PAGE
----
This example demonstrates the importance of decentralised water treatment systems, such as the "Water Wall" developed by Eawag (see article “Autarky – ultimate convenience in a one-stop solution”). In locations where there is no mains water supply, these systems provide user-friendly infrastructure and allow wastewater to be treated in a self-contained cycle and reused for handwashing, for example. “Innovative technologies play a fundamental role, paving the way for key advances in relation to drinking water, sanitation and hygiene,” says Contzen. But they still don’t guarantee progress. “The key question is whether people accept, use and correctly apply these technologies in the first place.” This is where the environmental health psychologist’s research comes in. Since 2019, she has led the Environmental Health Psychology group at Eawag. “We’re interested in the human component. What behavioural patterns and decisions lead humans to put the environment and their health at risk? Are environmental and health risks even perceived as such? What does it take for people to change their behaviour or to accept and use new technologies?”
In the Indian city of Bengaluru, Contzen and her group studied which aspects of psychology play a decisive role in the success of decentralised water technologies. The city’s rapidly growing outlying districts are not connected to the central sewage system, and so decentralised water treatment at the individual building level is stipulated by law. Here, the costs of installing, operating and maintaining the system must be met by the residents themselves. “The perceived benefits – such as the positive impact on the environment or the positive image associated with using a system of this kind – explain the acceptance of these systems best,” says Contzen, summarising the results of a survey of people with and without a decentralised wastewater treatment system. “If you want to promote a system like this, you should therefore focus on highlighting the benefits, rather than on playing down the cost or potential risks.” In other words, cost needn’t necessarily be a barrier to a system’s acceptance. In fact, the greater obstacle is if a technology requires a change in people’s behaviour, as is the case with chlorination in order to disinfect drinking water at the household level, for example. “People first need to buy the chlorine, measure out the right amount, add it to the water, stir the chlorinated water and then leave it to sit for at least half an hour. In other words, it requires you to plan in advance,” says Contzen. It’s an elaborate routine that people first have to learn.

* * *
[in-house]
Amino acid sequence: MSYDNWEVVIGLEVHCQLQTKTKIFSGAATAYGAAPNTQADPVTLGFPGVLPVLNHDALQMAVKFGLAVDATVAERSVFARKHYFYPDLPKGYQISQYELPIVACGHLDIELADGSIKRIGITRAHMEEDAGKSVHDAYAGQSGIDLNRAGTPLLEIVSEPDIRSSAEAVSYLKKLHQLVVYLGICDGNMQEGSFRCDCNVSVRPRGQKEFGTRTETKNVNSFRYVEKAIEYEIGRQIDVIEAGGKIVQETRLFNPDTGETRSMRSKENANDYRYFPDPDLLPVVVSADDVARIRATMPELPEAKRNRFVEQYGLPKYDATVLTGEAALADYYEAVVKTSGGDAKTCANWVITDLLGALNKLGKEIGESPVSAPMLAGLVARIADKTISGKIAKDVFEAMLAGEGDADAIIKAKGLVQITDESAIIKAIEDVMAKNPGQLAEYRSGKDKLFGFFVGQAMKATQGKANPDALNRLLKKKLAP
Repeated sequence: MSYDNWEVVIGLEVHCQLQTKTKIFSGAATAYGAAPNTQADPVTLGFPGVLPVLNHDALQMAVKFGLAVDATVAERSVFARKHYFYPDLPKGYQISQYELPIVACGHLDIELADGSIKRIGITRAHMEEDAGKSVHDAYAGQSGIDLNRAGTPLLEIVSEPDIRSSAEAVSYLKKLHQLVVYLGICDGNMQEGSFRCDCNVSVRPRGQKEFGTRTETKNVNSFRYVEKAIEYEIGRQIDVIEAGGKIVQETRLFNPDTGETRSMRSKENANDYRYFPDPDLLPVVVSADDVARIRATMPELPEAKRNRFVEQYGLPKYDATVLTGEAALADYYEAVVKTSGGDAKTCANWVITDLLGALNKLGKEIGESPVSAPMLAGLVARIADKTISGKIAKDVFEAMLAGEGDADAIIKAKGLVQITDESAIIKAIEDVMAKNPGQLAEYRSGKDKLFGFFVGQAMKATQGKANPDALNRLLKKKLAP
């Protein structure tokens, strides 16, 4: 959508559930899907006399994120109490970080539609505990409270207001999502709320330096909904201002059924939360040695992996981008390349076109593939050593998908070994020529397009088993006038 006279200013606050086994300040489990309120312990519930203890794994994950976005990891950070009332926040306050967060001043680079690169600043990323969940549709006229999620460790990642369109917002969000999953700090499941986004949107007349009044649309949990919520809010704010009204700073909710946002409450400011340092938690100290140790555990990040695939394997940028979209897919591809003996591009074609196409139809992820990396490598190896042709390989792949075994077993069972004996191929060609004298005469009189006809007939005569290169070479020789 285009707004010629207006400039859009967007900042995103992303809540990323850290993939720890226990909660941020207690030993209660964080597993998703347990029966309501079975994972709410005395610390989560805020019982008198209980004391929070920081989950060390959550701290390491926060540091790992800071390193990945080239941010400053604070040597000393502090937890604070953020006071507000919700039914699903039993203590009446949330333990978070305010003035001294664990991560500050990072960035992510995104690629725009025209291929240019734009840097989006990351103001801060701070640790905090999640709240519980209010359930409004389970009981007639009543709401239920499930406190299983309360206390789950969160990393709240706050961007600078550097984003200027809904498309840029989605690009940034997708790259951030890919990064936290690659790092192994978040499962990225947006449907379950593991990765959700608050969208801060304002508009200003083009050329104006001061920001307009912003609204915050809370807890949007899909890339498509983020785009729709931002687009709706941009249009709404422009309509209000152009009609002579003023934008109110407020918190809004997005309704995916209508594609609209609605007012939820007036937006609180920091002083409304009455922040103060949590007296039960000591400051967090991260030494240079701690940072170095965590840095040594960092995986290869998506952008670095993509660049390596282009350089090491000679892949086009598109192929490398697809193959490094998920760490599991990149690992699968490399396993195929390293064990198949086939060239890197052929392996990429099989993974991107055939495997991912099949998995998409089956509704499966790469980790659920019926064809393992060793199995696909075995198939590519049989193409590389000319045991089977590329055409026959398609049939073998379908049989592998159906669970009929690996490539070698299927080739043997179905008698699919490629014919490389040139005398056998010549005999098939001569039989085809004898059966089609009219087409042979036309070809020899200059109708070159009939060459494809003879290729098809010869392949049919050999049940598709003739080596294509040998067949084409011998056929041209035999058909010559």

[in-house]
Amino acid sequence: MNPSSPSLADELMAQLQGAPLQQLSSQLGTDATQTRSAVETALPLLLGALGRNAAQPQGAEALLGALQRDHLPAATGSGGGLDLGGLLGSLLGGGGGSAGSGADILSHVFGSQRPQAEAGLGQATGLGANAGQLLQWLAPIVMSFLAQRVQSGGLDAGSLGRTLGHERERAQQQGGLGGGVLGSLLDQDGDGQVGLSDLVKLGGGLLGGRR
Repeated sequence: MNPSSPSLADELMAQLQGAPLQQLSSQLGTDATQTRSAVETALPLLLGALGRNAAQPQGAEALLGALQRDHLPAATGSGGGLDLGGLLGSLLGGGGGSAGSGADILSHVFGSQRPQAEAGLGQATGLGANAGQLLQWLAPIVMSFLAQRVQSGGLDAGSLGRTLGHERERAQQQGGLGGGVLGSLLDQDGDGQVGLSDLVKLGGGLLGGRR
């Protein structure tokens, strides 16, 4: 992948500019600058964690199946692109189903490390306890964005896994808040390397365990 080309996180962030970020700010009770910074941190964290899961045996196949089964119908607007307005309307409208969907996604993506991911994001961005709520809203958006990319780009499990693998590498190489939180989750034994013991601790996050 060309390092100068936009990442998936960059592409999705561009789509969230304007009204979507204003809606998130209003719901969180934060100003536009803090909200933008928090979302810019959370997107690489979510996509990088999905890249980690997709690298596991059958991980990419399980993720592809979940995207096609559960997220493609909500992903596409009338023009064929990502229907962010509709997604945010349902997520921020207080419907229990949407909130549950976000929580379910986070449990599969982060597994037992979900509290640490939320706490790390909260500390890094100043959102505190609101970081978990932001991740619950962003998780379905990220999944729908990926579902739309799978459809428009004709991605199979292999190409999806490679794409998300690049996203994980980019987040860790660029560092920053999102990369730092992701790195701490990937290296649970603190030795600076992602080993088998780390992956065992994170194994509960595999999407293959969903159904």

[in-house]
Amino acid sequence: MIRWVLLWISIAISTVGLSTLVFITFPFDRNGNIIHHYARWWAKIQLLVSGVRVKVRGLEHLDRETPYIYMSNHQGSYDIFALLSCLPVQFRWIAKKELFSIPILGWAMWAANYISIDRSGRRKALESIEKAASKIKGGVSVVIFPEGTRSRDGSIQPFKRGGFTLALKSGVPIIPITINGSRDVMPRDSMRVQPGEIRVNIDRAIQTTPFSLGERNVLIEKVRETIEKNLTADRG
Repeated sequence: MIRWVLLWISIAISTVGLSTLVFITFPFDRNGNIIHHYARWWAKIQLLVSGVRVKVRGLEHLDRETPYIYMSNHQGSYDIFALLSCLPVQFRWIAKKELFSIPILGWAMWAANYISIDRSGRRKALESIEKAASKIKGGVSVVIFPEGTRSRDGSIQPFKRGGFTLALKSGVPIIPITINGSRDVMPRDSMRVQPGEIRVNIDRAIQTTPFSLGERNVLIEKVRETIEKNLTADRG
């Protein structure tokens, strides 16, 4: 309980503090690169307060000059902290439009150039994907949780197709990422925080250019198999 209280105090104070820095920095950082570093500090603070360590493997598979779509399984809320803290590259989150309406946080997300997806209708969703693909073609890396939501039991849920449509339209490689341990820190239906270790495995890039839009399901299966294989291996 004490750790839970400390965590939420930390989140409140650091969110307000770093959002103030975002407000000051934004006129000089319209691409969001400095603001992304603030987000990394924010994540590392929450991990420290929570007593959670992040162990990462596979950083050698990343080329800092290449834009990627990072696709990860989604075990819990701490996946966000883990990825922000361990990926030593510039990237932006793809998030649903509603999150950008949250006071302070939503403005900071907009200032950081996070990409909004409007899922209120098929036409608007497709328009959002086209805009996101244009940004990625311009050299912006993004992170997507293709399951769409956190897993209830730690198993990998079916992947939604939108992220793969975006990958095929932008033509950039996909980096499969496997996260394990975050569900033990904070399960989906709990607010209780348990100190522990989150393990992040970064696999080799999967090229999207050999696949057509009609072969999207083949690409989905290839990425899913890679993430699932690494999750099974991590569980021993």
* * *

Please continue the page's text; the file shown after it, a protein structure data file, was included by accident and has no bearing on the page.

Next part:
Collaboration leads to better solutions
Eberhard Morgenroth says that it is a significant challenge to develop technologies and procedures that not only ensure perfect water quality but that are also cheap and easy to use – without turning people’s lives upside down. As an environmental engineer at Eawag, Morgenroth accompanied the project in Bengaluru. “The input of social scientists such as Nadja Contzen is extremely important and valuable to us as engineers,” he says. This appreciation is mutual, with Contzen saying that “the interdisciplinary collaboration at Eawag is hugely rewarding.”
Though Contzen might not have revolutionised waste recycling (yet), her research represents an important contribution to the recycling of water, the sustainable handling of this valuable resource, and the improvement of health in the Global South.